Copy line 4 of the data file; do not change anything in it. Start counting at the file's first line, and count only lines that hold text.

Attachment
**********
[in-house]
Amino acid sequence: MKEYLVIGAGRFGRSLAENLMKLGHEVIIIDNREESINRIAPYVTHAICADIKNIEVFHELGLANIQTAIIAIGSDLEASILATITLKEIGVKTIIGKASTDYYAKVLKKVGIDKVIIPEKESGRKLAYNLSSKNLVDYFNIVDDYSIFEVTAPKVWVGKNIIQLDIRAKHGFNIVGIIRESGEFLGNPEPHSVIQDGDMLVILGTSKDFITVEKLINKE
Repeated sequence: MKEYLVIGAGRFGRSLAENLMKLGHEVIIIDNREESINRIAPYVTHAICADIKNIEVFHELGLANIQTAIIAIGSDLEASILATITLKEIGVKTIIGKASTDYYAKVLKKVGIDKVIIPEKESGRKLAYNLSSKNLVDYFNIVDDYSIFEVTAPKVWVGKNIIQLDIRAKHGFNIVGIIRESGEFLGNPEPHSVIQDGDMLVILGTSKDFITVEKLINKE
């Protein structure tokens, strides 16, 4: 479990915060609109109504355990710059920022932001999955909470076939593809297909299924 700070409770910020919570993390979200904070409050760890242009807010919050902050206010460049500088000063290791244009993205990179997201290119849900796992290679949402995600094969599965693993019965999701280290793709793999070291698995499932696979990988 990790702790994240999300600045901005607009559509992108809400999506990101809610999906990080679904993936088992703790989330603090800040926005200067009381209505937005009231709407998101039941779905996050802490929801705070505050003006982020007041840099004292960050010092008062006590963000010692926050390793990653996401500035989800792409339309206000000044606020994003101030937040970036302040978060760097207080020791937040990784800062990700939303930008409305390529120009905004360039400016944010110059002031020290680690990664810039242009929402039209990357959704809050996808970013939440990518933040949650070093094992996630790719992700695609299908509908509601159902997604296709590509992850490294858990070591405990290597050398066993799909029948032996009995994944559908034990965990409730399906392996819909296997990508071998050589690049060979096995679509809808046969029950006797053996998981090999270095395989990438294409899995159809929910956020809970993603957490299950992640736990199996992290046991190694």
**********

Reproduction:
């Protein structure tokens, strides 16, 4: 479990915060609109109504355990710059920022932001999955909470076939593809297909299924 700070409770910020919570993390979200904070409050760890242009807010919050902050206010460049500088000063290791244009993205990179997201290119849900796992290679949402995600094969599965693993019965999701280290793709793999070291698995499932696979990988 990790702790994240999300600045901005607009559509992108809400999506990101809610999906990080679904993936088992703790989330603090800040926005200067009381209505937005009231709407998101039941779905996050802490929801705070505050003006982020007041840099004292960050010092008062006590963000010692926050390793990653996401500035989800792409339309206000000044606020994003101030937040970036302040978060760097207080020791937040990784800062990700939303930008409305390529120009905004360039400016944010110059002031020290680690990664810039242009929402039209990357959704809050996808970013939440990518933040949650070093094992996630790719992700695609299908509908509601159902997604296709590509992850490294858990070591405990290597050398066993799909029948032996009995994944559908034990965990409730399906392996819909296997990508071998050589690049060979096995679509809808046969029950006797053996998981090999270095395989990438294409899995159809929910956020809970993603957490299950992640736990199996992290046991190694």